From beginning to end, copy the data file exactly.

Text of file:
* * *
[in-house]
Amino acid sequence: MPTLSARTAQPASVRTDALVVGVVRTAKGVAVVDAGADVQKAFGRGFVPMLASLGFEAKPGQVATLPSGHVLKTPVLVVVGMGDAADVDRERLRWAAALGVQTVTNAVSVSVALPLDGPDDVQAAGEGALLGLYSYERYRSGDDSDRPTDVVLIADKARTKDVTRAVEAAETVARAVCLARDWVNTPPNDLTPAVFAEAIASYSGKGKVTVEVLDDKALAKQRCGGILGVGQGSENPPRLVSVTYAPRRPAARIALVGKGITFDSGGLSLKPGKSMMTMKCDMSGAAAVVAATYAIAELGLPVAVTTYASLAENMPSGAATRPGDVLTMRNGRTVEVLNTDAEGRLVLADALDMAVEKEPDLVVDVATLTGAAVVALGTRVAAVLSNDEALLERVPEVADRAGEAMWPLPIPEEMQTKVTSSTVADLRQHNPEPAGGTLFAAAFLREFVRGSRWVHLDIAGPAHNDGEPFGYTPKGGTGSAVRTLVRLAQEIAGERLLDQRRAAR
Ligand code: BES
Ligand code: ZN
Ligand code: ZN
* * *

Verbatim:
[in-house]
Amino acid sequence: MPTLSARTAQPASVRTDALVVGVVRTAKGVAVVDAGADVQKAFGRGFVPMLASLGFEAKPGQVATLPSGHVLKTPVLVVVGMGDAADVDRERLRWAAALGVQTVTNAVSVSVALPLDGPDDVQAAGEGALLGLYSYERYRSGDDSDRPTDVVLIADKARTKDVTRAVEAAETVARAVCLARDWVNTPPNDLTPAVFAEAIASYSGKGKVTVEVLDDKALAKQRCGGILGVGQGSENPPRLVSVTYAPRRPAARIALVGKGITFDSGGLSLKPGKSMMTMKCDMSGAAAVVAATYAIAELGLPVAVTTYASLAENMPSGAATRPGDVLTMRNGRTVEVLNTDAEGRLVLADALDMAVEKEPDLVVDVATLTGAAVVALGTRVAAVLSNDEALLERVPEVADRAGEAMWPLPIPEEMQTKVTSSTVADLRQHNPEPAGGTLFAAAFLREFVRGSRWVHLDIAGPAHNDGEPFGYTPKGGTGSAVRTLVRLAQEIAGERLLDQRRAAR
Ligand code: BES
Ligand code: ZN
Ligand code: ZN